Javea is one of those few destinations which truly can offer something to suit everyone. Whether you are looking for a compact apartment in the town centre, or a palatial villa perched amid the surrounding hills, you’ll never be short of options! Despite the region being highly desirable prices may not be quite as jaw-dropping as one may expect. Bargains can be found throughout the region but do remember that there can be a long list of supplementary expenses when purchasing Spanish real estate. In this article, we’ll take a look at the key factors to consider when weighing up Javea for a new primary or secondary residence and outline those taxes and levies which may be due.
Choosing A Suitable District
Many Brits who decide to purchase Javea property do so after having holidayed in the region numerous times. Yet we all know that there is a big difference between visiting for a fortnight and being an around the year resident. For this reason, it is always a sensible step to take out a six-month let first – ideally in the kind of property you are thinking about purchasing.
Apartments are almost entirely found in the Port, Old Town, and Beach (Arenal) areas. Villas tend to be further out and usually found in the hillside surrounding the above areas, although they are dotted throughout the region. Areas to consider would also include the tranquil community near the Cabo La Nao lighthouse, the busier but more affordable developments around Toscamar, or the traditional neighbourhoods of Cap Marti and Absubia.
Remember that there is little in the way of public transport so you will likely need a vehicle if residing outside of the town. Also factor in the climate as the Javea climate can vary enormously depending simply on exposure to the sun. It may be fun to live in a scorching sun-trap for a holiday, but day in and day out? Also, some hillside residences – especially those closer to the coast – can be surprisingly windy. These are examples of why renting/testing is always sensible as you simply won’t know truly if you like it until you’ve experienced it.
Estimated Property Prices
Looking purely at list prices (we’ll come to true cost shortly) you’ll find a one-bed apartment in Javea that ought to be in top quality condition for between€175,000 -€200,000. Two beds are around€50,000 more, three beds€275,000+. Not many apartments will have more bedrooms than this. Villas are naturally going to be more expensive and vary considerably depending on location, amenities (pool, grounds etc) and age/provenance. A realistic figure for a 3-bedroom villa with surrounding grounds and pool would be€400,000+.
Just as with buying property in the UK location makes a considerable difference to the base price. Just allowing for a sea view may add six figures onto the final sum. Is that something worthwhile when you may be just two minutes around the corner from some of the most beautiful coastlines of Spain?
Agent or Private Purchase?
Something you’ll notice when looking for property in Javea is that there are a good number of private sellers advertising their property for sale. While these can present good savings – especially if the vendor is willing to negotiate – be sure to understand the complexities of the Spanish property system. You will need legal expertise, the services of a property surveyor, notary registration and Spanish banking services.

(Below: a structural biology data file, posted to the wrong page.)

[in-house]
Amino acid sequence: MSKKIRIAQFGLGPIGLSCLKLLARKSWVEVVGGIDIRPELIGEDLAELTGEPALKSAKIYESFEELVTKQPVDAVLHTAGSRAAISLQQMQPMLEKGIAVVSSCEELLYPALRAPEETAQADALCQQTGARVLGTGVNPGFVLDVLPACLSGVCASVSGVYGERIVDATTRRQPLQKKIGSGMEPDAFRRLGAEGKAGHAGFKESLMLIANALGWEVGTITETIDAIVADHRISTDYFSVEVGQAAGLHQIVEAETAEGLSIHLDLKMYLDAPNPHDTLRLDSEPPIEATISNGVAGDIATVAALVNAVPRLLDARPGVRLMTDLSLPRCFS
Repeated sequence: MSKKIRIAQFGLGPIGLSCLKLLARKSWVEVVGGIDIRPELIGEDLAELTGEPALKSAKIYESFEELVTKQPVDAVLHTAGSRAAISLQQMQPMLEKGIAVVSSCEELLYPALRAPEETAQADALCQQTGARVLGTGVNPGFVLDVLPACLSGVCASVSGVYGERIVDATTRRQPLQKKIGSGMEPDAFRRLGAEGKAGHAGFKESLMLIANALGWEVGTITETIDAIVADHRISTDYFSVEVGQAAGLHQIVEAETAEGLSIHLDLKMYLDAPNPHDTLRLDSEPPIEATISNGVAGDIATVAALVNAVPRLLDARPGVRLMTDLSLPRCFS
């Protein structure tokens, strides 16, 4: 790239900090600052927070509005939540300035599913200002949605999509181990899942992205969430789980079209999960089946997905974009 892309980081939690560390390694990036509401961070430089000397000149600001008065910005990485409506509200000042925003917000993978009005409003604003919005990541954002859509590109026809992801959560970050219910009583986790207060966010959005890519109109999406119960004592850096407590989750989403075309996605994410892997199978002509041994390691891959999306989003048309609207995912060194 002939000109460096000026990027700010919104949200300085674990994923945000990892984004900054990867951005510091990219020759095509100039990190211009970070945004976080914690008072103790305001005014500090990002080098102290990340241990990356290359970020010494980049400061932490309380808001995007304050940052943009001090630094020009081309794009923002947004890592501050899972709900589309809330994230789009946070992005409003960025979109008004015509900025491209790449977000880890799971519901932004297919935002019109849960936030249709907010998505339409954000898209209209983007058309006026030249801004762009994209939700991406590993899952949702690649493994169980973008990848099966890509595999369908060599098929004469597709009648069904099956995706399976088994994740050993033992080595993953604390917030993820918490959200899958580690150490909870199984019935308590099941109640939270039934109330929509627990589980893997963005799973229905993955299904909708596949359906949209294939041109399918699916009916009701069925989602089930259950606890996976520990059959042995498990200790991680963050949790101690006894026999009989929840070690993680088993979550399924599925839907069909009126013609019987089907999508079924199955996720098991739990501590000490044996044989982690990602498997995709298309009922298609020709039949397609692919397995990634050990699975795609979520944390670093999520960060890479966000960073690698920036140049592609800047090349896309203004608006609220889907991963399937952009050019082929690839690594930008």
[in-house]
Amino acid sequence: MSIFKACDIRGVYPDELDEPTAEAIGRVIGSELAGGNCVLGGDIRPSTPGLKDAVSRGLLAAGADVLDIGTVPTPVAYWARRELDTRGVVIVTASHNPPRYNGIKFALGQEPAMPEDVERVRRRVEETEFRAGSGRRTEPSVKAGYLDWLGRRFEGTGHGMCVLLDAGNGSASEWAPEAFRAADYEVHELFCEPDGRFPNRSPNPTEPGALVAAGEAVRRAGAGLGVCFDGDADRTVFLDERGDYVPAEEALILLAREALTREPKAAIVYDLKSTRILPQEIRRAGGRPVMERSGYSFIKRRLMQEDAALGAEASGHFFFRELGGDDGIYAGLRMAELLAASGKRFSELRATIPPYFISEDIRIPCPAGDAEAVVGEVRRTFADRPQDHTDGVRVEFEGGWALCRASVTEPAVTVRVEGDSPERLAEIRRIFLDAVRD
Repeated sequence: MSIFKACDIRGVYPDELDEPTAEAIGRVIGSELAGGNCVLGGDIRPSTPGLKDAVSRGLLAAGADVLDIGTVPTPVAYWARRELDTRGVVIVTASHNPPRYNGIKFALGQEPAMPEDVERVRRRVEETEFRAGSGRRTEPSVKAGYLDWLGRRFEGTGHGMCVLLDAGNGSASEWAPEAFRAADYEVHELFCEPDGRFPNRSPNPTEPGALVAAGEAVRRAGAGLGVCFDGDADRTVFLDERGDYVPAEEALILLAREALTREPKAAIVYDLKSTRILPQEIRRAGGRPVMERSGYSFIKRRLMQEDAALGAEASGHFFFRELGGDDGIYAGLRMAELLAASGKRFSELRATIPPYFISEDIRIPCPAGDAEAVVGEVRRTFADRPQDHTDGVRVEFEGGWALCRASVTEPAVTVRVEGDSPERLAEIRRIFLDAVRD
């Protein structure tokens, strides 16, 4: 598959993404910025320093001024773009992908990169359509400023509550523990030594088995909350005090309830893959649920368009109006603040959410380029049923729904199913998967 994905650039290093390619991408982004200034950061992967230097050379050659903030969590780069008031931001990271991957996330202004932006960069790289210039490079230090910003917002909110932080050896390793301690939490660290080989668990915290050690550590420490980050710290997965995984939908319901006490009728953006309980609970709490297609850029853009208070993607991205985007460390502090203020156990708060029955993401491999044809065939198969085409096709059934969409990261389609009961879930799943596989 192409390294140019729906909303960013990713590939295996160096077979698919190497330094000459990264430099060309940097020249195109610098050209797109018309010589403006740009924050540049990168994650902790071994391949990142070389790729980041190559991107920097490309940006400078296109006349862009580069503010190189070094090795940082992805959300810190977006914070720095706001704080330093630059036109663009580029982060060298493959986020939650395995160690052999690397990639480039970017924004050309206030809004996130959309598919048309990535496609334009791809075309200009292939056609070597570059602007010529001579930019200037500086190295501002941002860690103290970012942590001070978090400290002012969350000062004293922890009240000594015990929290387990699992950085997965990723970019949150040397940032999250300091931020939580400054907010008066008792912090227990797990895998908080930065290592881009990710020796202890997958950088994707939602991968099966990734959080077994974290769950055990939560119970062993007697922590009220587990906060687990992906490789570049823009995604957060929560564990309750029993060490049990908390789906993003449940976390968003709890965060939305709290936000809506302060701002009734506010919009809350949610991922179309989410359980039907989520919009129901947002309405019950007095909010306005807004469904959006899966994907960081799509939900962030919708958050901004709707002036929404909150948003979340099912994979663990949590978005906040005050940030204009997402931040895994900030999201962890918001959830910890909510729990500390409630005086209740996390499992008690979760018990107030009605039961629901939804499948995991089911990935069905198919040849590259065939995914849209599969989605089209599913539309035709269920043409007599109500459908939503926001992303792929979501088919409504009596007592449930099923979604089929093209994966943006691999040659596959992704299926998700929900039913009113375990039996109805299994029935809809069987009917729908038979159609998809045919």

There are entire books written on the complexities which is why most British property investors opt to use local estate agent services. Not only do they understand the local market, but they also are experienced in the various legal pitfalls that are dotted throughout the property system. Even better, usually they will be in a position to offer packages/discounts on approved local legal and financial services.
The Additional Costs of Buying Javea Property
While there certainly is a very well-developed UK-friendly property scene around Javea, it can/will still come as a surprise how many ancillary costs are involved. Notary fees, Land Registry, Professional services, Deeds administration, stamp duty (10% sale value or 10% rateable value multiplied by 3.7 – whichever is higher), and even ‘local levies’ will be due. There will also be NIE registration fees, utility charges, insurance premiums, and no doubt a couple of other surprises to account for!
Needless to say, these can mount up so anticipate needing to add between 10-15% on top of the base sale price to secure your Javea home. Also, be aware that land value – should you be able to build your own villa – is subject to VAT at a rather steep 21%. Mortgaged purchasers will incur additional banking charges and survey costs, while cash buyers ought to shop around thoroughly for the most reasonable exchange rates (this can save many thousands of Euro and is a solid reason for using professional property agents).
It may sound like a byzantine system, but the fact is that while purchasing a home in Javea may be an expensive process, it can represent excellent value down the line. The region has never been more popular, and prices are forecast to rise over the coming decade and have remained generally stable (bucking the national trend). But finding that ideal property is the first step and it does make a huge difference to dip a toe by renting for a few months before plunging in. The longer you are looking the better the deals that will come to market. Registering with local agencies who understand the market and maintain professional networks can make all the difference in finding that dream property.